The malls in King of Prussia have cut back their hours. They are now open only 73 hours a week. And they are not alone. Retail employees recently have been left to monitor near-empty stores for hours on end recently. It’s expensive and discouraging. Retailers, in malls or wherever they are, have to cut back somehow, but there aren’t many ways to do that. One of the few cuts they can make is in their operating hours.
One less hour a day cuts the costs for lighting, staffing, and security by 5 percent of more. The lost sales are only about 1 percent. It’s good for the stores’ income statements, but not so good for retail workers. Many are working fewer hours, and stores have stopped hiring. The reduced retail hiring is sure to show up in a big way in June’s employment statistics, with unemployment likely to hit 10 percent.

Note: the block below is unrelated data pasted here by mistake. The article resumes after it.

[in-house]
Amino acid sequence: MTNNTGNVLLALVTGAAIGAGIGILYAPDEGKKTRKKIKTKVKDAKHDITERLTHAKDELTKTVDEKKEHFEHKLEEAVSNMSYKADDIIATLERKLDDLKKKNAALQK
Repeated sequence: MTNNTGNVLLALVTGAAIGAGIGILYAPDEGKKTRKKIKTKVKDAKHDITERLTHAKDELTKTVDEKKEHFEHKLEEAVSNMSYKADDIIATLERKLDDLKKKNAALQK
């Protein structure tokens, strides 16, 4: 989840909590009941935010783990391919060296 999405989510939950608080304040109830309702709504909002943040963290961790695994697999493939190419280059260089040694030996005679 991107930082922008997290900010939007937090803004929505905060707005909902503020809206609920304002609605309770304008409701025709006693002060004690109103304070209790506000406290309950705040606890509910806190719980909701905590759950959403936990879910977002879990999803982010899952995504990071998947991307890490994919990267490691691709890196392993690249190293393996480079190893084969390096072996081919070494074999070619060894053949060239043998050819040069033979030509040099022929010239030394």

Some stores and malls say they are reducing hours just for the summer, but with the economy continuing its steady decline, it is hard to imagine that they will be in a position to expand again when September rolls around. A generation ago it was common for stores to be closed one day a week, Sunday for a business-oriented store, or either Monday or Tuesday for a consumer-oriented store. I haven’t seen a trend of bringing that back, but that could be what comes next if the economy does not turn around soon.
As another indication of the changing times, malls are taking on tenants that don’t sound very mall-like: a public library, a miniature golf course, an auto dealer. These tenants obviously can’t pay the same rent that a store or restaurant would pay, but it is better than letting large areas of the mall go vacant.